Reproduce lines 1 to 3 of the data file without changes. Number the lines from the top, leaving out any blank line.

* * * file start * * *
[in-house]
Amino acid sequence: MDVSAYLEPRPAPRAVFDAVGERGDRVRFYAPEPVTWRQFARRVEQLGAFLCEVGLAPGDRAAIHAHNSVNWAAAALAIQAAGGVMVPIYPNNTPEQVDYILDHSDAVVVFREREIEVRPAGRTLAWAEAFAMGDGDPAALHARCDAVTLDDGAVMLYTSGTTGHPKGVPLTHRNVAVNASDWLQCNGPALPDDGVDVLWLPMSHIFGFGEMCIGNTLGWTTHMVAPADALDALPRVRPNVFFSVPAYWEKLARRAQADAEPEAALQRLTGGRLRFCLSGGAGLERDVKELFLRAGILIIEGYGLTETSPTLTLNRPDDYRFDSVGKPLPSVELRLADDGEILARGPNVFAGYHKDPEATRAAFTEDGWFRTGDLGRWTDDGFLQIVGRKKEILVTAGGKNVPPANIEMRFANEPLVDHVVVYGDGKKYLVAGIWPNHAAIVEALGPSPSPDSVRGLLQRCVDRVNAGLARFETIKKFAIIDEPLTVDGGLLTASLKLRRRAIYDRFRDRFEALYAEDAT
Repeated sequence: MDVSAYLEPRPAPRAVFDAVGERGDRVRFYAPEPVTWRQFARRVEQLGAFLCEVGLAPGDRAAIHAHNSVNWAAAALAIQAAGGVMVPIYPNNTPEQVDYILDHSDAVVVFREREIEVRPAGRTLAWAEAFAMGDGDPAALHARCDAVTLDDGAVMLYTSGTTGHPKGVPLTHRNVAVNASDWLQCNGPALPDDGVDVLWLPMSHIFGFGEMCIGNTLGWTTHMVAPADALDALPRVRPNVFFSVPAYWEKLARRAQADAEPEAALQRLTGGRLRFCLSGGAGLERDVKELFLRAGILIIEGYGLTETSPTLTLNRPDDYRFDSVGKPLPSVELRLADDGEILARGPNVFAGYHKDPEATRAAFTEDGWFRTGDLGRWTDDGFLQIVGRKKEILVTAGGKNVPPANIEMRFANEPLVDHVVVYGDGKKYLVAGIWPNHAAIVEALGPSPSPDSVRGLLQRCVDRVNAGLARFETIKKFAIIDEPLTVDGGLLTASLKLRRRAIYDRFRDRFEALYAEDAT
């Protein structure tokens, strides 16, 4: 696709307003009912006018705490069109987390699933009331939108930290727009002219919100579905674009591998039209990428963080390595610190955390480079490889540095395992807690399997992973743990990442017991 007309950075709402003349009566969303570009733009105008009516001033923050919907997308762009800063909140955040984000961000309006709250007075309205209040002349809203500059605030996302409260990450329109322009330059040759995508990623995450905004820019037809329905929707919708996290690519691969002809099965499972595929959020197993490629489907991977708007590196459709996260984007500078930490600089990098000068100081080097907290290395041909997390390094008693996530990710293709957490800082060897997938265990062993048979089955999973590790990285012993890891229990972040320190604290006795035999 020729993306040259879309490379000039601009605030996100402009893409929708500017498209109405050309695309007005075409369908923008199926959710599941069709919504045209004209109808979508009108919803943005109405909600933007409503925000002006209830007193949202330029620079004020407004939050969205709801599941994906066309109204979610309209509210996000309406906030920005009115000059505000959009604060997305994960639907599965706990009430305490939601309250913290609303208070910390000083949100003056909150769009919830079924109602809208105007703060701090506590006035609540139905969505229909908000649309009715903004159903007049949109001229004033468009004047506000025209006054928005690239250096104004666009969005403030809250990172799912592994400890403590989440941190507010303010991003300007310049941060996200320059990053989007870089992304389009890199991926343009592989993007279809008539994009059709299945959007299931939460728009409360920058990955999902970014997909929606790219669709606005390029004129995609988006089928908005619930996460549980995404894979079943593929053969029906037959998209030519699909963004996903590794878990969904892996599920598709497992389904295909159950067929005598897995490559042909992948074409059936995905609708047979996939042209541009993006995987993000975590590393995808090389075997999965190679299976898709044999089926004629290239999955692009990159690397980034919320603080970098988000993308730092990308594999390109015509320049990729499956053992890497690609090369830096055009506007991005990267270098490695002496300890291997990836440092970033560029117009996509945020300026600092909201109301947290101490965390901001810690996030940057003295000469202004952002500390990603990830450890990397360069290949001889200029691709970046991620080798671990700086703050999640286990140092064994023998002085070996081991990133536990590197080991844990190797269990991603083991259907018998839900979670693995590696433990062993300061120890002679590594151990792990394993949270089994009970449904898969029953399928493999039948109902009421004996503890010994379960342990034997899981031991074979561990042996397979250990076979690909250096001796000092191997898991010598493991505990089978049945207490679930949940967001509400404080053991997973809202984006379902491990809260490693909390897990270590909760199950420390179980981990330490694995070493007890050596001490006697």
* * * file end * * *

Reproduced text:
[in-house]
Amino acid sequence: MDVSAYLEPRPAPRAVFDAVGERGDRVRFYAPEPVTWRQFARRVEQLGAFLCEVGLAPGDRAAIHAHNSVNWAAAALAIQAAGGVMVPIYPNNTPEQVDYILDHSDAVVVFREREIEVRPAGRTLAWAEAFAMGDGDPAALHARCDAVTLDDGAVMLYTSGTTGHPKGVPLTHRNVAVNASDWLQCNGPALPDDGVDVLWLPMSHIFGFGEMCIGNTLGWTTHMVAPADALDALPRVRPNVFFSVPAYWEKLARRAQADAEPEAALQRLTGGRLRFCLSGGAGLERDVKELFLRAGILIIEGYGLTETSPTLTLNRPDDYRFDSVGKPLPSVELRLADDGEILARGPNVFAGYHKDPEATRAAFTEDGWFRTGDLGRWTDDGFLQIVGRKKEILVTAGGKNVPPANIEMRFANEPLVDHVVVYGDGKKYLVAGIWPNHAAIVEALGPSPSPDSVRGLLQRCVDRVNAGLARFETIKKFAIIDEPLTVDGGLLTASLKLRRRAIYDRFRDRFEALYAEDAT
Repeated sequence: MDVSAYLEPRPAPRAVFDAVGERGDRVRFYAPEPVTWRQFARRVEQLGAFLCEVGLAPGDRAAIHAHNSVNWAAAALAIQAAGGVMVPIYPNNTPEQVDYILDHSDAVVVFREREIEVRPAGRTLAWAEAFAMGDGDPAALHARCDAVTLDDGAVMLYTSGTTGHPKGVPLTHRNVAVNASDWLQCNGPALPDDGVDVLWLPMSHIFGFGEMCIGNTLGWTTHMVAPADALDALPRVRPNVFFSVPAYWEKLARRAQADAEPEAALQRLTGGRLRFCLSGGAGLERDVKELFLRAGILIIEGYGLTETSPTLTLNRPDDYRFDSVGKPLPSVELRLADDGEILARGPNVFAGYHKDPEATRAAFTEDGWFRTGDLGRWTDDGFLQIVGRKKEILVTAGGKNVPPANIEMRFANEPLVDHVVVYGDGKKYLVAGIWPNHAAIVEALGPSPSPDSVRGLLQRCVDRVNAGLARFETIKKFAIIDEPLTVDGGLLTASLKLRRRAIYDRFRDRFEALYAEDAT